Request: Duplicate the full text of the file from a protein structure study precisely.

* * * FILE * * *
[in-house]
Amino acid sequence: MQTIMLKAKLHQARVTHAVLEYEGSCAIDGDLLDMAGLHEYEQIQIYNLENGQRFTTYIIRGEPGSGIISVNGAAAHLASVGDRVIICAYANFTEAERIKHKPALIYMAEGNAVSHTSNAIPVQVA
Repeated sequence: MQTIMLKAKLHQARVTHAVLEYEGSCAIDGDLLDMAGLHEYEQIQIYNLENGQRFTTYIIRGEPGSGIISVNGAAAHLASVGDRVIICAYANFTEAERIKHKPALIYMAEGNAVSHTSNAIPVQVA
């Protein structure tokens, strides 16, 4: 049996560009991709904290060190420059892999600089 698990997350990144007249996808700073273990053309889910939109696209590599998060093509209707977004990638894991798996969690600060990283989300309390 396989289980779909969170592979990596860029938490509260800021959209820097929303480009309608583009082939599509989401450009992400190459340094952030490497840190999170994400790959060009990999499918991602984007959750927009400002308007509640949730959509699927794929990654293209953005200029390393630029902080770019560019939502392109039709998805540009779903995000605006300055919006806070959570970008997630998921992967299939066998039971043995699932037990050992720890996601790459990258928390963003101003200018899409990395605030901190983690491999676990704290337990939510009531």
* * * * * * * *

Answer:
[in-house]
Amino acid sequence: MQTIMLKAKLHQARVTHAVLEYEGSCAIDGDLLDMAGLHEYEQIQIYNLENGQRFTTYIIRGEPGSGIISVNGAAAHLASVGDRVIICAYANFTEAERIKHKPALIYMAEGNAVSHTSNAIPVQVA
Repeated sequence: MQTIMLKAKLHQARVTHAVLEYEGSCAIDGDLLDMAGLHEYEQIQIYNLENGQRFTTYIIRGEPGSGIISVNGAAAHLASVGDRVIICAYANFTEAERIKHKPALIYMAEGNAVSHTSNAIPVQVA
């Protein structure tokens, strides 16, 4: 049996560009991709904290060190420059892999600089 698990997350990144007249996808700073273990053309889910939109696209590599998060093509209707977004990638894991798996969690600060990283989300309390 396989289980779909969170592979990596860029938490509260800021959209820097929303480009309608583009082939599509989401450009992400190459340094952030490497840190999170994400790959060009990999499918991602984007959750927009400002308007509640949730959509699927794929990654293209953005200029390393630029902080770019560019939502392109039709998805540009779903995000605006300055919006806070959570970008997630998921992967299939066998039971043995699932037990050992720890996601790459990258928390963003101003200018899409990395605030901190983690491999676990704290337990939510009531």